This interview is an episode from The Well, the new publication about ideas that inspire a life well-lived, created with the John Templeton Foundation.
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Bad habits can be challenging to change due to friction — that is, the time and effort it takes to overcome them.
It is widely believed that through better self-control, the habits will change. But it doesn't work like that.
The only way to change a bad habit is through repetitive good behavior. Good behavior leads to better outcomes, which leads to the brain releasing dopamine. This "reward" is what helps form good habits.
Read the video transcript ► bigthink.com/the-well/how-to-change-habits/
About Wendy Wood: WendyWood is a social psychologist whose research addresses the ways thathabits guide behavior - and why they are so difficult to break - as well as evolutionary accounts of gender differences in behavior. Professor Wood has been Associate Editor of Psychological Review, Journal of Personality and Social Psychology, Personality and Social Psychology Review, and Personality and Social Psychology Bulletin. She is a Fellow of the American Psychological Association, the American Psychological Society, the Society for Experimental Social Psychology, and a founding member of the Society for Research Synthesis. Her research has been funded by the National Science Foundation, National Institute of Mental Health, and Rockefeller Foundation. Prior to joining USC, Professor Wood was James B. Duke Professor of Psychology and Neuroscience and Professor of Marketing at Duke University.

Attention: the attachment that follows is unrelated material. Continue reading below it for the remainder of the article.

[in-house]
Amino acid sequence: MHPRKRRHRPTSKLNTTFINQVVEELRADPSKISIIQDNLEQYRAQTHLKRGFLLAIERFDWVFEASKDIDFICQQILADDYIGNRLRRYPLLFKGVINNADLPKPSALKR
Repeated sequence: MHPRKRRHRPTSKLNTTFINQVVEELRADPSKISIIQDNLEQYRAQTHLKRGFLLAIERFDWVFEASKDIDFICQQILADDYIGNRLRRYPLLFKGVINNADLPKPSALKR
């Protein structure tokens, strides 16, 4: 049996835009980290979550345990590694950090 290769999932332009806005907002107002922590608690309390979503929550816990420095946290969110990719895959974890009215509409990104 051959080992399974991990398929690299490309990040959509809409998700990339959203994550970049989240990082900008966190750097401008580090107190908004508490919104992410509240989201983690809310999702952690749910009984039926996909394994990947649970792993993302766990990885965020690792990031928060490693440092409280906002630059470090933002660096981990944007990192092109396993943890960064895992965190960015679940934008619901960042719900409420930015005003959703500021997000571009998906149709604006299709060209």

Read more from The Well: I put a camera on a monkey. Here’s how it shook the understanding of humanity ► bigthink.com/the-well/awe-ani... Atheism is not as rare or as rational as you think ► bigthink.com/the-well/atheism... System 1 vs. System 2 thinking: Why it isn’t strategic to always be rational ► bigthink.com/the-well/system-...
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